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## Mathematically Pattern-Free Music234

gary.flake writes "'Scott Rickard set out to do what no musician has ever tried — to make the world's ugliest piece of music [video]. At TEDxMIA, he discusses the math and science behind creating a piece of music devoid of any pattern.' He used mathematics of Évariste Galois (who was born 200 years ago) to create pattern-free sonar pings which he mapped to notes on a piano, and then played them using the non-rhythm of a Golomb Ruler. Now, why didn't I think of that..."
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## Mathematically Pattern-Free Music

• #### Mathematics of Ramsey (Score:4, Interesting)

by Anonymous Coward on Friday November 04, 2011 @03:49PM (#37952134)

Well, I use the mathematics of Frank Plumpton Ramsey and Bartel Leendert van der Waerden (who were born about 100 years ago) to call bullshit on this claim: There is no sequence of anything (including musical notes) which is pattern free.
cf.
http://en.wikipedia.org/wiki/Van_der_Waerden%27s_theorem
http://en.wikipedia.org/wiki/Ramsey%27s_theorem

• #### Re:I can go one better (Score:4, Interesting)

on Friday November 04, 2011 @03:56PM (#37952224) Homepage Journal
For a good time, cat \$file > /dev/dsp. My favourite so far is the PS file of Shannon's information theory paper.
• #### Re:Not that random (Score:4, Interesting)

on Friday November 04, 2011 @04:00PM (#37952272) Journal

Apophenia. [wikipedia.org]

Pareidolia. [wikipedia.org]

We're wired to see patterns; if there aren't any we'll make them up with no conscious effort or intent at all.

• #### randomness != chance (Score:4, Interesting)

on Friday November 04, 2011 @04:31PM (#37952616) Journal

John Cage's music employed chance, not randomness. I posted [slashdot.org] about him back in 2007 (search for my username, my post is near the top.)

Xenakis would be a better example of a composer who used randomness in a truly stochastic sense. However, he used it in a very deliberate and purposeful way, to shape only some elements of a composition, not the entire work. In contrast, Cage used chance as a way of abdicating control, although (like Xenakis' use of randomess) he employed it for only some elements of a work.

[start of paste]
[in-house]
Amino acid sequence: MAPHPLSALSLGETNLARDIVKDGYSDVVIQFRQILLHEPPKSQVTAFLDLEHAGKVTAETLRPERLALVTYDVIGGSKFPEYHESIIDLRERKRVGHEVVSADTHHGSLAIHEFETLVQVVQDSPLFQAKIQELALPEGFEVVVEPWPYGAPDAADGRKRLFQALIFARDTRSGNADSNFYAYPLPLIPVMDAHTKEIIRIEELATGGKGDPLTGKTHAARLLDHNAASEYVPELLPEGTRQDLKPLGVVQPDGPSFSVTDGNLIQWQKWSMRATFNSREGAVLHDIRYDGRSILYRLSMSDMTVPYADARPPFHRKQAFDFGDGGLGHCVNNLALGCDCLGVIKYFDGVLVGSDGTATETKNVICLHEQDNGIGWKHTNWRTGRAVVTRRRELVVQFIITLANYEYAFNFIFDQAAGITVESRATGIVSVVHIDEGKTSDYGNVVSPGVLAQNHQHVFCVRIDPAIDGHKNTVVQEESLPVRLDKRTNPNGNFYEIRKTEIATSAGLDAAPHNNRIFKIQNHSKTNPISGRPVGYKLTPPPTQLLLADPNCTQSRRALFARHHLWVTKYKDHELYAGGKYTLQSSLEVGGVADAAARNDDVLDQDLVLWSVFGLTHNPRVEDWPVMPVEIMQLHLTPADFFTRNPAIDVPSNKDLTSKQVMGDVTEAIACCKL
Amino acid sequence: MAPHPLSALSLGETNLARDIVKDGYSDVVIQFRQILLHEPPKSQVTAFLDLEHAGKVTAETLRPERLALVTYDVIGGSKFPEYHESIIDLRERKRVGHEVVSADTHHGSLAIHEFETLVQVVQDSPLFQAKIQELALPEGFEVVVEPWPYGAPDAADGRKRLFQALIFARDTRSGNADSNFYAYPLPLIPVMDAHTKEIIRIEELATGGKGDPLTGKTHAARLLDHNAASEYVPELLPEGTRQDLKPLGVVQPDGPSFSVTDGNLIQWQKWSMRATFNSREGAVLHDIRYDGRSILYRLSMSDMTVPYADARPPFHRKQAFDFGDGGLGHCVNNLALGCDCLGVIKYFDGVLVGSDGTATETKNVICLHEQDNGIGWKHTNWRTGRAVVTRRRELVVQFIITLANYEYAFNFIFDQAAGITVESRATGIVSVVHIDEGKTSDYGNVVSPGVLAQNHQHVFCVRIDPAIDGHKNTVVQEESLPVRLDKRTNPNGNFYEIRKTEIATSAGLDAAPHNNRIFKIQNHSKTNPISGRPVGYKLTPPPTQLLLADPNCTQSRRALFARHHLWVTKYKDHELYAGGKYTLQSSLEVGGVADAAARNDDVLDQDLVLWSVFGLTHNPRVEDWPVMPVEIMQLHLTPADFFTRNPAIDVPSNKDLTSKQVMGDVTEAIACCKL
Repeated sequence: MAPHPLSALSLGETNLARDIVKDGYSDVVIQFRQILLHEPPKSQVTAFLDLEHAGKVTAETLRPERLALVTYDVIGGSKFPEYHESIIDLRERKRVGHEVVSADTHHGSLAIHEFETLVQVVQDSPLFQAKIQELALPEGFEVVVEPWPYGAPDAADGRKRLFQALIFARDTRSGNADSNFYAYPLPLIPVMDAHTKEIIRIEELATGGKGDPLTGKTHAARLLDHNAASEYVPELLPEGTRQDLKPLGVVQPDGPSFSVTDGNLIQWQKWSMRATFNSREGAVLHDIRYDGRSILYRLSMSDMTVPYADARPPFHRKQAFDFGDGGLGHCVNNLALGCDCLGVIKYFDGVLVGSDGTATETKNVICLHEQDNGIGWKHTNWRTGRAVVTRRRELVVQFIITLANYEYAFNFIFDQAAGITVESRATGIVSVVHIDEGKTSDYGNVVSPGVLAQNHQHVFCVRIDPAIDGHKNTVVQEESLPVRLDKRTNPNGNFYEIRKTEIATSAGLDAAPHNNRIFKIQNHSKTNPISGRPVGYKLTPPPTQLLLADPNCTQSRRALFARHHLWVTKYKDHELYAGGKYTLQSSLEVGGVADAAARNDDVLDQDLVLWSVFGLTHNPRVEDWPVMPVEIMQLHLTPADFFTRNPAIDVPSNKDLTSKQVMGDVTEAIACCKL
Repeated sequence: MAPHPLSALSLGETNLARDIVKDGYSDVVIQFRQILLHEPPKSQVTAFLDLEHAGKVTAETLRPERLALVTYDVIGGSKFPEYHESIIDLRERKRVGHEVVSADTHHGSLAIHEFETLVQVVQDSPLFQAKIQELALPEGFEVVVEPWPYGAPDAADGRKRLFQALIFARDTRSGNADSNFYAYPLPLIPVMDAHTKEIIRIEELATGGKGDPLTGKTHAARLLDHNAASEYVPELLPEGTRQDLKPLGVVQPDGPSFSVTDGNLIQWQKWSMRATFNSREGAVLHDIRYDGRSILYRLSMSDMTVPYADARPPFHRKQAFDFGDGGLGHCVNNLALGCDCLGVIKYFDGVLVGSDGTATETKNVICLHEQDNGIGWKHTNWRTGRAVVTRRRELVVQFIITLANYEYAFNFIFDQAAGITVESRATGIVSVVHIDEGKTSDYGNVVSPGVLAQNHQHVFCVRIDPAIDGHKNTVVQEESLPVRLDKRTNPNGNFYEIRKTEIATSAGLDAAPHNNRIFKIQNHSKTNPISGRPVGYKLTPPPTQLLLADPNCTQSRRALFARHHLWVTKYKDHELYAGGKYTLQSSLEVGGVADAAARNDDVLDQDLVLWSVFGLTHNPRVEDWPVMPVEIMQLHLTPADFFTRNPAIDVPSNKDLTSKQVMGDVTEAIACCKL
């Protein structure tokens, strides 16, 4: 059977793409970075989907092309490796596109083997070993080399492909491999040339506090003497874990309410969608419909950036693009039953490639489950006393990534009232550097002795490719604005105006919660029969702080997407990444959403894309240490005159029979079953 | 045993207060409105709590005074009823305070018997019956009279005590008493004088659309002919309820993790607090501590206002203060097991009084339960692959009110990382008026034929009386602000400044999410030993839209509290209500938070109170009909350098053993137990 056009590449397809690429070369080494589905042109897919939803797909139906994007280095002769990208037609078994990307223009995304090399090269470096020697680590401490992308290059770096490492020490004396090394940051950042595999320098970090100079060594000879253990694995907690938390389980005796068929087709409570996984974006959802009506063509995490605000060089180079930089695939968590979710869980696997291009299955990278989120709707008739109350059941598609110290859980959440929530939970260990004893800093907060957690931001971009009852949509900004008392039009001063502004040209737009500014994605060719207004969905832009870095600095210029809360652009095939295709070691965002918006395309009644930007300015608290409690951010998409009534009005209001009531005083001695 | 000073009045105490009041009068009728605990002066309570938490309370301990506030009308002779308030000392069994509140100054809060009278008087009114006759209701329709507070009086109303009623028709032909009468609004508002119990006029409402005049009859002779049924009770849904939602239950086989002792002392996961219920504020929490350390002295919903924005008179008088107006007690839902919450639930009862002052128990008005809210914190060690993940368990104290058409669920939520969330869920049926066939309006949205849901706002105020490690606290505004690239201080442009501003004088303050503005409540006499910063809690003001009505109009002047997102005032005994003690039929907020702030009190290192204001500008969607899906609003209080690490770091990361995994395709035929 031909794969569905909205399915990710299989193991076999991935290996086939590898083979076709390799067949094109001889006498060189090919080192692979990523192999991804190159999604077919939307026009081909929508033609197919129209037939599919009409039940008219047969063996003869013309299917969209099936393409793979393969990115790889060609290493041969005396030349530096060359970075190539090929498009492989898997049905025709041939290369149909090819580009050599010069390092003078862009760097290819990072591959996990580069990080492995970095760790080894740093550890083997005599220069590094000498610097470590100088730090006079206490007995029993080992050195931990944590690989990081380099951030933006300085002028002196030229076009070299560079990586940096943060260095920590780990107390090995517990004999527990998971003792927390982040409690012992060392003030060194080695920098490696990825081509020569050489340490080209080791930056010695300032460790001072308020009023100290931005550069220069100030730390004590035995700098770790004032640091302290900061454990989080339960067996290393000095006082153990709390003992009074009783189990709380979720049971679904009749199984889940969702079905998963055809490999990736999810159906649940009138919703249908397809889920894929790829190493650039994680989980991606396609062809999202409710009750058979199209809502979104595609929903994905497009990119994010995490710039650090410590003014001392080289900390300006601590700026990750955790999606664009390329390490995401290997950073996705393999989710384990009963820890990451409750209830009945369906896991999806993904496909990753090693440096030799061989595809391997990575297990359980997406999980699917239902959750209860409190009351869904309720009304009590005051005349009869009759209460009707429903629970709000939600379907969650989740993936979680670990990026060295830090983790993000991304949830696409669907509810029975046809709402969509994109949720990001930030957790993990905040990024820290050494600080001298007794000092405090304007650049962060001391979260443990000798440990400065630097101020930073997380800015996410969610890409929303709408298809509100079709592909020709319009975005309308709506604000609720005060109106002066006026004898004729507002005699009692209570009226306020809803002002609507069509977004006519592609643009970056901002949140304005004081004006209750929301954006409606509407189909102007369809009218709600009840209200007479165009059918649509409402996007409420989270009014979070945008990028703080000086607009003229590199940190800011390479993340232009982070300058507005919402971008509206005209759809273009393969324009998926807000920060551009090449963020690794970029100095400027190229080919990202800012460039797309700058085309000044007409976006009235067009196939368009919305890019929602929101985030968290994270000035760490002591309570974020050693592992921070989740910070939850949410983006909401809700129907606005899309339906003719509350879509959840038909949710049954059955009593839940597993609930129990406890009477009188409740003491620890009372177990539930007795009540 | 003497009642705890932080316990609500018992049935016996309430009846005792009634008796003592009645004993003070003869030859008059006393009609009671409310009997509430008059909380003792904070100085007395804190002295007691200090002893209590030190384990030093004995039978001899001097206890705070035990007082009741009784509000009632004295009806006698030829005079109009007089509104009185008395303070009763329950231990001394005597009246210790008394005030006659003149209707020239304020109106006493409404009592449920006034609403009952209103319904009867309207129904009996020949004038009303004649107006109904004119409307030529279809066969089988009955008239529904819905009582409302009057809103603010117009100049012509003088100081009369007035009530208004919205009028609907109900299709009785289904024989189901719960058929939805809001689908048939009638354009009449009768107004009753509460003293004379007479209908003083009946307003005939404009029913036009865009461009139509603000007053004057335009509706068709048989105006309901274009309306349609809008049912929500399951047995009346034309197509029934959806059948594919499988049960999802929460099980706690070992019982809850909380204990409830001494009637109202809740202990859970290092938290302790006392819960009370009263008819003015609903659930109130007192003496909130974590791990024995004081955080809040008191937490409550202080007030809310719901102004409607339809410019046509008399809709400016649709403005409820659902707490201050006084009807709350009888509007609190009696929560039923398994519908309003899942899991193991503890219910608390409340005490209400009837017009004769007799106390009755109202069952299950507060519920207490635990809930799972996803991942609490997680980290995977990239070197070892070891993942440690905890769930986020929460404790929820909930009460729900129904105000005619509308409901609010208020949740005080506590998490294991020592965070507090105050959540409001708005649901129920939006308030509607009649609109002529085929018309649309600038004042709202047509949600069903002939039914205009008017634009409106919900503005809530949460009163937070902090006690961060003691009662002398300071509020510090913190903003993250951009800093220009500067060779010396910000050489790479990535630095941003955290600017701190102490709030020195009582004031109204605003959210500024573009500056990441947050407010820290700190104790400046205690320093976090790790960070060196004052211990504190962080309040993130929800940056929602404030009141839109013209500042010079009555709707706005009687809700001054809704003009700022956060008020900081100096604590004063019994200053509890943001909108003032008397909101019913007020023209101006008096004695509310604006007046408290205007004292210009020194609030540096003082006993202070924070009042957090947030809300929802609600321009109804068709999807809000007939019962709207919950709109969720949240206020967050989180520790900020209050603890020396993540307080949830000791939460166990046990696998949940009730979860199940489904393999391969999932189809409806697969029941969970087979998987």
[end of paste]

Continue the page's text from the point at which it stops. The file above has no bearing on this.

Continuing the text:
• #### Re:Prime numbers? (Score:3, Interesting)

on Friday November 04, 2011 @05:16PM (#37953024)
Also Ulam Spiral [wikipedia.org]
• #### Re:Mathematics of Ramsey (Score:4, Interesting)

on Friday November 04, 2011 @05:42PM (#37953214)
Not only that but he apparently did by hand the 'computationally impossible'. That section of his talk was truly confused.
• #### Re:Mathematics of Ramsey (Score:4, Interesting)

on Friday November 04, 2011 @07:15PM (#37953838) Homepage

True. Apologies. What I was trying to say was that it's really hard to, via brute force search, find large Costas arrays. In fact, we've only just been able to enumerate all 29-by-29 sized Costas arrays (took nearly 400 years of CPU time). To find all 30-by-30's will take 5 times longer; Each time we increase the size of the array by one, it takes about 5x longer to enumerate the space (don't know why that's the case). So, needless to say, we're going to have to wait a while to find even a single array of size 88-by-88 by brute force search. But, thanks to Galois+Golomb+Costas, we can just multiple by 3, 87 times, and find one. So we can construct what is very difficult to find via brute force search. To use 'computation' to mean 'brute force search' was a poor choice. My bad...

"There are things that are so serious that you can only joke about them" - Heisenberg

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